preventative measures, said Radin. Trials will, therefore, be a battle
    of expert witnesses, she predicted. But, she added: "I think as
    technology increases-- as easy fixes become available -- it's more
    likely that courts will be unsympathetic" to companies that have not
    done their utmost to block hacker invasions. That is particularly true
    with respect to the Internet service providers which are in the best
    position to take system-wide precautions, she said.
    Meanwhile, Raul of Sidley Austin, which represents major communication
    companies and firms doing business online, said that his clients
    "either are, or ought to be" worried about their legal liability for
    malicious hacks or inadvertent glitches.
    In his firm's paper, Raul and his colleagues said that companies can
    seek to manage their legal risks by adopting state-of-the-art security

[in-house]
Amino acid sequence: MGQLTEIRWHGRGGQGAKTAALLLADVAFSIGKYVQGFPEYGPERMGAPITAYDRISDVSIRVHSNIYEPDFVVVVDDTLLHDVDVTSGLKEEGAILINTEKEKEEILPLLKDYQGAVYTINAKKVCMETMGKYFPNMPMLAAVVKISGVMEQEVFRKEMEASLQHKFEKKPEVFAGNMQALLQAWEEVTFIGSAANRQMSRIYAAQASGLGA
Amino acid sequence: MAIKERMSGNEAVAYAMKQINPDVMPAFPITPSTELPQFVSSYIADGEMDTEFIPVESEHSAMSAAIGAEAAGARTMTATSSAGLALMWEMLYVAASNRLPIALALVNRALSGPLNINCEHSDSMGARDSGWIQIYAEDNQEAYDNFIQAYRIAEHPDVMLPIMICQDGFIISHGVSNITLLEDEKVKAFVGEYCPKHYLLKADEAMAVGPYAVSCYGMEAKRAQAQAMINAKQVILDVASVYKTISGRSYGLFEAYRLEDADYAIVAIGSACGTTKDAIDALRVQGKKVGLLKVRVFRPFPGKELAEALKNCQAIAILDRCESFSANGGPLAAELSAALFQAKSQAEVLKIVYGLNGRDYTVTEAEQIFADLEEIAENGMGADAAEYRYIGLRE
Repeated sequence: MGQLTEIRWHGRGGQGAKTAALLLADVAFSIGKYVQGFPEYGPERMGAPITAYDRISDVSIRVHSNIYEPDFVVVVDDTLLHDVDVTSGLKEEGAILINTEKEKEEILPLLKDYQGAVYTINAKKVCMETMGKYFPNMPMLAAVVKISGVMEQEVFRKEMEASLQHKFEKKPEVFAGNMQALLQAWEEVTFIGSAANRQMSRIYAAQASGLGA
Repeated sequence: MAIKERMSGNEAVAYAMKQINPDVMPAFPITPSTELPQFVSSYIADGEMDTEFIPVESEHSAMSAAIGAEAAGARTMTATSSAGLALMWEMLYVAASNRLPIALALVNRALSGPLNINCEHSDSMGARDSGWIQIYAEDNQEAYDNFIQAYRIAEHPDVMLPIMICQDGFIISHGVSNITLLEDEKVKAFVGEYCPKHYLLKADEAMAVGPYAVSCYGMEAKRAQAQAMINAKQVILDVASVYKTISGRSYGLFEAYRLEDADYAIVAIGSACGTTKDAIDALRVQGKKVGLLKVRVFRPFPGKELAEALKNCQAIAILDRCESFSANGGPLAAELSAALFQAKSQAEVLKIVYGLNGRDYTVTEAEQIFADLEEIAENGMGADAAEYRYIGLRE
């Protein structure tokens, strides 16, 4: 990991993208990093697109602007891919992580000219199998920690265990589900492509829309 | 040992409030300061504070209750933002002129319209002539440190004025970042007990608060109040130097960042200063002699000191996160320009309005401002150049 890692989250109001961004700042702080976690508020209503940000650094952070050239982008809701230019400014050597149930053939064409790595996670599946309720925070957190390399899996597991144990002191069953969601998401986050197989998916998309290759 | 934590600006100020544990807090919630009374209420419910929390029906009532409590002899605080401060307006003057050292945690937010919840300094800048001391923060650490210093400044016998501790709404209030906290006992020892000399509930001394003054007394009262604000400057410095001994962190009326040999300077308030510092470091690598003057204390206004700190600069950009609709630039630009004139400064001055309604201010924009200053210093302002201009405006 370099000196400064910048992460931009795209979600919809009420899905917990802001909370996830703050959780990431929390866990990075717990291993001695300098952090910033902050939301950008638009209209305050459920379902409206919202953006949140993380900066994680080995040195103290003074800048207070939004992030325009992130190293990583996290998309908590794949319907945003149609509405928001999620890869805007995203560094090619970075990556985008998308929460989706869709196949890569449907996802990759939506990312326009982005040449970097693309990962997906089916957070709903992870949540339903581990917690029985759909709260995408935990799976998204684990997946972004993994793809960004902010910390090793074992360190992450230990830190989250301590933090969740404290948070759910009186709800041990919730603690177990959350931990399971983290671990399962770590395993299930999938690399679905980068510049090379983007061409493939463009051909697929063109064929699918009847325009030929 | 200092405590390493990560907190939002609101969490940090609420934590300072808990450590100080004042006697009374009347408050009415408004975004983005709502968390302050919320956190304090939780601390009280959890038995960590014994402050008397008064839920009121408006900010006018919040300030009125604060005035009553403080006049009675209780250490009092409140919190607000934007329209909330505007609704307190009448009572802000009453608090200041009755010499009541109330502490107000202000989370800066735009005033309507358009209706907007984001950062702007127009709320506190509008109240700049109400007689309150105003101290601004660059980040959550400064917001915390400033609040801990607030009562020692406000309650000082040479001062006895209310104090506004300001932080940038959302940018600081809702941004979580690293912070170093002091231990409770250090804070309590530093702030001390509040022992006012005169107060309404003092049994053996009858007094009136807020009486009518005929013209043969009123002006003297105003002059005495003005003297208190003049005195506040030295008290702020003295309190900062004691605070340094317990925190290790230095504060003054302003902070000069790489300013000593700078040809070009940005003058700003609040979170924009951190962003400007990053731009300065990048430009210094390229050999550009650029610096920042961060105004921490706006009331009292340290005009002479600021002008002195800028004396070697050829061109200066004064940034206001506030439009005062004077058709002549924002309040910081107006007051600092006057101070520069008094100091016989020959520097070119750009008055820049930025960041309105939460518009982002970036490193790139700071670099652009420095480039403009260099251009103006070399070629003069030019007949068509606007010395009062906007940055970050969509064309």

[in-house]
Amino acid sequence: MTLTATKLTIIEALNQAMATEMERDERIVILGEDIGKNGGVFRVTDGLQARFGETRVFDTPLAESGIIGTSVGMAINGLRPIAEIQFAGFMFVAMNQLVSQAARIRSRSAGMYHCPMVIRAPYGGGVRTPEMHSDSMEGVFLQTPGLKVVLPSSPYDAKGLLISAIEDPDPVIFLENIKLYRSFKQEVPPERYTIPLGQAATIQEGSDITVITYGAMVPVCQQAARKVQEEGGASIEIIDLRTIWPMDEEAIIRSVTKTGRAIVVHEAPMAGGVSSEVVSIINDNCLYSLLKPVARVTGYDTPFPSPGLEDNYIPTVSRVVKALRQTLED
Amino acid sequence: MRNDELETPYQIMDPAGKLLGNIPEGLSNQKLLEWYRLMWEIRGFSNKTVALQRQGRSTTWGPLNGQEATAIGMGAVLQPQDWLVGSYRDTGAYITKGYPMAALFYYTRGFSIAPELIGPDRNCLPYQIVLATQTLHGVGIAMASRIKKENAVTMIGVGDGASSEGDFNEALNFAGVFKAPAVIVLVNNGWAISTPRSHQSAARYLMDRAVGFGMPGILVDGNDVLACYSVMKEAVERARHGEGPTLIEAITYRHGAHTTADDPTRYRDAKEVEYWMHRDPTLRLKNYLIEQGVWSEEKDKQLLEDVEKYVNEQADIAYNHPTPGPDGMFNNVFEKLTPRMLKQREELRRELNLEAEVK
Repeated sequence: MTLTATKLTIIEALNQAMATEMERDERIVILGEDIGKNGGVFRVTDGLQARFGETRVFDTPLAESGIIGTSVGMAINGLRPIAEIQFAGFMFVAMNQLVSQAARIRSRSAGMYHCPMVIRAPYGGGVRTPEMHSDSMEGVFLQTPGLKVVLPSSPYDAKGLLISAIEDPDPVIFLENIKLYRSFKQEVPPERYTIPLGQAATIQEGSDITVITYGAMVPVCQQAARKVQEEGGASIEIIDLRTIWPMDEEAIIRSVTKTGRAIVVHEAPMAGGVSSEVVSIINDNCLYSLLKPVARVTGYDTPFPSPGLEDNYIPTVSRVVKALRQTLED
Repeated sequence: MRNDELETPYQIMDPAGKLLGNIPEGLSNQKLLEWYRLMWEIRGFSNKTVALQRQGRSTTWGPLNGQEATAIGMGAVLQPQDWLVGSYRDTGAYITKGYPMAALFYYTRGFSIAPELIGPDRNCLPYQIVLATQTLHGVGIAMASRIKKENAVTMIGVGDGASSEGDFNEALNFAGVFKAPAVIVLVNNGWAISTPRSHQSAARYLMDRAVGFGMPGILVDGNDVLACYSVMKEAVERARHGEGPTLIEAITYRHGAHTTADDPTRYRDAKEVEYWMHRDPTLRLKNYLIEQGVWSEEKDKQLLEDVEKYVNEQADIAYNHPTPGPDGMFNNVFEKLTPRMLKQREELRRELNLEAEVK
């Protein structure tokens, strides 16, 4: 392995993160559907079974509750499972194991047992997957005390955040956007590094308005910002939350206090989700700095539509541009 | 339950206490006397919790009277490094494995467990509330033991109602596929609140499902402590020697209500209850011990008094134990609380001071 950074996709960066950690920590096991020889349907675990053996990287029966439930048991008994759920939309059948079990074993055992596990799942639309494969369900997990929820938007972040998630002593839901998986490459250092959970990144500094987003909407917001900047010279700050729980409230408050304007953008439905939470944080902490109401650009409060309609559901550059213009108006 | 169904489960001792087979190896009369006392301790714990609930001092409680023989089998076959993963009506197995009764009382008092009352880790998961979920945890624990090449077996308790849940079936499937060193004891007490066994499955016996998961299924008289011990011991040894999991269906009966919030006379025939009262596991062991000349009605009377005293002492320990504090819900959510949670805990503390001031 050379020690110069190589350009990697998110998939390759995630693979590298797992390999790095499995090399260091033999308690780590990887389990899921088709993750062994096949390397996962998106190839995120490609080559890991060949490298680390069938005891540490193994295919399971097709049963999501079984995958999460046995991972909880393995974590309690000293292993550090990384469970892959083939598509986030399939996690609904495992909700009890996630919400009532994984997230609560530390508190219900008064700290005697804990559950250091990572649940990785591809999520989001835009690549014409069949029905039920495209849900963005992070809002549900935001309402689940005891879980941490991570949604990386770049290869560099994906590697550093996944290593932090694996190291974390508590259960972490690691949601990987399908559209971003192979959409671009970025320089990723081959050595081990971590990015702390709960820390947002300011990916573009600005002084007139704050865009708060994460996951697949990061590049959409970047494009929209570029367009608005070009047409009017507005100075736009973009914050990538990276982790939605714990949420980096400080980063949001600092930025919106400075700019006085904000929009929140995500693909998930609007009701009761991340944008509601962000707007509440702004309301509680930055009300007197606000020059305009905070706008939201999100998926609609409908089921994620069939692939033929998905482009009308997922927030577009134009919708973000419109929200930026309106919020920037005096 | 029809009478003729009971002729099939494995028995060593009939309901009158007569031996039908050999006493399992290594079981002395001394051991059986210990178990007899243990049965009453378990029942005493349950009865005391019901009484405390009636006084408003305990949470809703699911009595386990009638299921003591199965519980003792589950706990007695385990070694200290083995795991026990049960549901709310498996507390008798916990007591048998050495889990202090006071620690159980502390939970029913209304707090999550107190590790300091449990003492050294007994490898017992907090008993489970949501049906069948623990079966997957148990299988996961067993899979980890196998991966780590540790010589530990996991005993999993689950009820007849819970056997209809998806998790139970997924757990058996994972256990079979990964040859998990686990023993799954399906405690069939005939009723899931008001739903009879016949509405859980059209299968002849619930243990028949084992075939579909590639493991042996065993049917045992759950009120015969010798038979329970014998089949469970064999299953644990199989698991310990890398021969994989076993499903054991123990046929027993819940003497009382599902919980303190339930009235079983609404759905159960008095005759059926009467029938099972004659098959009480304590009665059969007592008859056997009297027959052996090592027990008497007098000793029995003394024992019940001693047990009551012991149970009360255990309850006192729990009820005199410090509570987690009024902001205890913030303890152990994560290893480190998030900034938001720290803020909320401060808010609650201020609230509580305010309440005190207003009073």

measures suggested by industry groups and supporting federal laws
    aimed at strengthening data security in the health and financial
    "Does a company have controls in place to prevent unauthorized access
    and careless release of data," asked Raul. "Is the company training
    employees in information security?" Is it constantly assessing its
    vulnerability to intrusions or glitches? The answers are important
    because an aggressive plaintiff's lawyer is sure to ask who was the
    person or unit responsible for data security? If the defendant offers
    a weak response, said Raul, it will look "really bad."